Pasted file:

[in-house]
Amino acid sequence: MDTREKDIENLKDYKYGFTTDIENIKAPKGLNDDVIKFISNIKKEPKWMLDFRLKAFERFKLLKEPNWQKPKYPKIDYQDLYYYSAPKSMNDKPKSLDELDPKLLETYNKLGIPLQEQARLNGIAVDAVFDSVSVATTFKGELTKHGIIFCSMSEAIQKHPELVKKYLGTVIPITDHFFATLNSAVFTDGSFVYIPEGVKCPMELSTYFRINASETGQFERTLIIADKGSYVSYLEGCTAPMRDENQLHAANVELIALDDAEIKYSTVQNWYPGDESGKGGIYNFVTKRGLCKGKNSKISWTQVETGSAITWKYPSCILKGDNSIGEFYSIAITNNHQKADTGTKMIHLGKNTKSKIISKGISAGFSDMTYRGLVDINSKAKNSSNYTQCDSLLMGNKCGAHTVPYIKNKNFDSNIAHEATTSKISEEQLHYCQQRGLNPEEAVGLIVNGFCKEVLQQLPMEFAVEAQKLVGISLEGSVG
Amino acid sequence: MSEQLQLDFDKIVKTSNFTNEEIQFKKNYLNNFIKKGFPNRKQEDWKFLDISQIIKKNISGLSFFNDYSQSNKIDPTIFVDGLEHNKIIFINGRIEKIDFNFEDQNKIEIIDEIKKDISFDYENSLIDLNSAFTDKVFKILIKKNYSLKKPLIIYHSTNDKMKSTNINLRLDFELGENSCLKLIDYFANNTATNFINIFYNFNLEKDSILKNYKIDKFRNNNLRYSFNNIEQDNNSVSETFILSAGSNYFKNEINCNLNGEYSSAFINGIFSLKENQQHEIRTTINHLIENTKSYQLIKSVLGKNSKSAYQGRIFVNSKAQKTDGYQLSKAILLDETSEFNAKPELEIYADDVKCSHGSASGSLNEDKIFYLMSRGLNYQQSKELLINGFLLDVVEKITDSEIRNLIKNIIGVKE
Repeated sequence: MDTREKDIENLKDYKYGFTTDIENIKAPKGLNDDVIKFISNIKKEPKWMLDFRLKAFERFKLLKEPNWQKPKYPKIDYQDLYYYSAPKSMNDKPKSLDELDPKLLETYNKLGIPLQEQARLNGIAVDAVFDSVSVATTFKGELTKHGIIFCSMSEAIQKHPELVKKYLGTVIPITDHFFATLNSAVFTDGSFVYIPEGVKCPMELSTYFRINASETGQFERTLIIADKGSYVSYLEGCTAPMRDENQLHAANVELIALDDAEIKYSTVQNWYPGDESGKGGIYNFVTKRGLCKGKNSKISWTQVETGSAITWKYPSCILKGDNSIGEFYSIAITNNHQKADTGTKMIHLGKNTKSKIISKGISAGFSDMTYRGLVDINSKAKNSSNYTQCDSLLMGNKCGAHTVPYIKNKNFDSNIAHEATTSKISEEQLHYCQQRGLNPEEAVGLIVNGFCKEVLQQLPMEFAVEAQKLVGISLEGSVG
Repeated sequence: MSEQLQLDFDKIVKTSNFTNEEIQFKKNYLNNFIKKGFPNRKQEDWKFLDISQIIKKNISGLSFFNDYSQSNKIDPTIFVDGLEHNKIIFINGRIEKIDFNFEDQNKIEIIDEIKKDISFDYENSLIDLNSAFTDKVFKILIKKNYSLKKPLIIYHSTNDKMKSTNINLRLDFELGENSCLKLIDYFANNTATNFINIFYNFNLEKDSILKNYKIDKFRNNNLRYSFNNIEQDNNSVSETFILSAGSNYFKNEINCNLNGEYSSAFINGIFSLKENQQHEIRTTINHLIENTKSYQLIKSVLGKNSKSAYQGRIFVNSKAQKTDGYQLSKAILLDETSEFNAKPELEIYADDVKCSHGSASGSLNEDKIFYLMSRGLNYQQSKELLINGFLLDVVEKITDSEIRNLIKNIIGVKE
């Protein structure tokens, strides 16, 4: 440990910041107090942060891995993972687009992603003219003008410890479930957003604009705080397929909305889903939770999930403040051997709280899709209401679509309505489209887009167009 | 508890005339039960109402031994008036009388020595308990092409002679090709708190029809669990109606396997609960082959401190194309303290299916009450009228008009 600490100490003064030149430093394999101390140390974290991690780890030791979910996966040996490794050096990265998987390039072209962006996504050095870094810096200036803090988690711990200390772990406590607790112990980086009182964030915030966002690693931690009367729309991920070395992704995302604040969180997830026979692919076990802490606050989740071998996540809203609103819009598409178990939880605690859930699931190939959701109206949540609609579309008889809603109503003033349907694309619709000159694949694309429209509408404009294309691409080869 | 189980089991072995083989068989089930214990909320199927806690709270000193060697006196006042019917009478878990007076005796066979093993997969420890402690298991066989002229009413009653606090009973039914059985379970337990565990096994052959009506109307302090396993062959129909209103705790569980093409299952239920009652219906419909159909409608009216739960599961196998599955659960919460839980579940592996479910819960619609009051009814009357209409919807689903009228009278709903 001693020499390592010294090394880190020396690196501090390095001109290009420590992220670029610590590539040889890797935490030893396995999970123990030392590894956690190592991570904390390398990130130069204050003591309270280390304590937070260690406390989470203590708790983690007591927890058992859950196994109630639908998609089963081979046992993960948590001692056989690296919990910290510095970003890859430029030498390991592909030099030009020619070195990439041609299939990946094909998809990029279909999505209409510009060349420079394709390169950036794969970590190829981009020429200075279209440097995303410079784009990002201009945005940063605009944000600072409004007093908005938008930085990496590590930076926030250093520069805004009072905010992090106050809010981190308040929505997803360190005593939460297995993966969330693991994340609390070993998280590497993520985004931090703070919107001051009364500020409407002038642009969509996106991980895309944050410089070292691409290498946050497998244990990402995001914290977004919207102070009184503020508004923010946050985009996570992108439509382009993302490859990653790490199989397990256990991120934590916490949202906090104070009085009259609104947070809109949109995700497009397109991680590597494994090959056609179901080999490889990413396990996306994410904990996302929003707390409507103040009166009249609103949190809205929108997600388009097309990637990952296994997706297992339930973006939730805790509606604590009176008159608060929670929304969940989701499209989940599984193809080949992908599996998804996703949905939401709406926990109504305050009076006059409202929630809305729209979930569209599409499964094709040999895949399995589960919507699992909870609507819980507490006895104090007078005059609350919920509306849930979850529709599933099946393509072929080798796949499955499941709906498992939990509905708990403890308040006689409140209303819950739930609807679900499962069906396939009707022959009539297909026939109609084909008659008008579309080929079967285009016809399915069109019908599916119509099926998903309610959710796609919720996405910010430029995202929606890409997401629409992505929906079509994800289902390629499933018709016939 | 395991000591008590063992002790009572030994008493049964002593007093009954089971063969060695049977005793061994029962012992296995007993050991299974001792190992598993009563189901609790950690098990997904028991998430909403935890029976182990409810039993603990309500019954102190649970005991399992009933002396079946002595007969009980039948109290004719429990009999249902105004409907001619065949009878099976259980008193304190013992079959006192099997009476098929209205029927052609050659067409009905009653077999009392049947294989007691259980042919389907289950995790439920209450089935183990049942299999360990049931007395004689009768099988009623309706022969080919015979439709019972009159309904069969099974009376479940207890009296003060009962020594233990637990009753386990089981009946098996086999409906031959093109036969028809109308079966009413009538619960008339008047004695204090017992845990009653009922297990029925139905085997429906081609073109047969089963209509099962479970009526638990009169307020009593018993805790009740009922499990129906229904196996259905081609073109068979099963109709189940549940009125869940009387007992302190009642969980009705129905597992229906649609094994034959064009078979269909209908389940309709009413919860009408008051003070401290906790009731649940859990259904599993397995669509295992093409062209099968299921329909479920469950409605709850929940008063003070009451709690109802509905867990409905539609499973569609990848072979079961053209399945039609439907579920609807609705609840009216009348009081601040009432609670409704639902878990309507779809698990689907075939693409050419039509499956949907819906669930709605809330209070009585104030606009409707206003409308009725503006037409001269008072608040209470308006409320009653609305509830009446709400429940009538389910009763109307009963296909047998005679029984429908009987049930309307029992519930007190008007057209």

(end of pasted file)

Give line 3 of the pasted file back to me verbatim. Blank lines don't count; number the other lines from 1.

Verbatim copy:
Amino acid sequence: MSEQLQLDFDKIVKTSNFTNEEIQFKKNYLNNFIKKGFPNRKQEDWKFLDISQIIKKNISGLSFFNDYSQSNKIDPTIFVDGLEHNKIIFINGRIEKIDFNFEDQNKIEIIDEIKKDISFDYENSLIDLNSAFTDKVFKILIKKNYSLKKPLIIYHSTNDKMKSTNINLRLDFELGENSCLKLIDYFANNTATNFINIFYNFNLEKDSILKNYKIDKFRNNNLRYSFNNIEQDNNSVSETFILSAGSNYFKNEINCNLNGEYSSAFINGIFSLKENQQHEIRTTINHLIENTKSYQLIKSVLGKNSKSAYQGRIFVNSKAQKTDGYQLSKAILLDETSEFNAKPELEIYADDVKCSHGSASGSLNEDKIFYLMSRGLNYQQSKELLINGFLLDVVEKITDSEIRNLIKNIIGVKE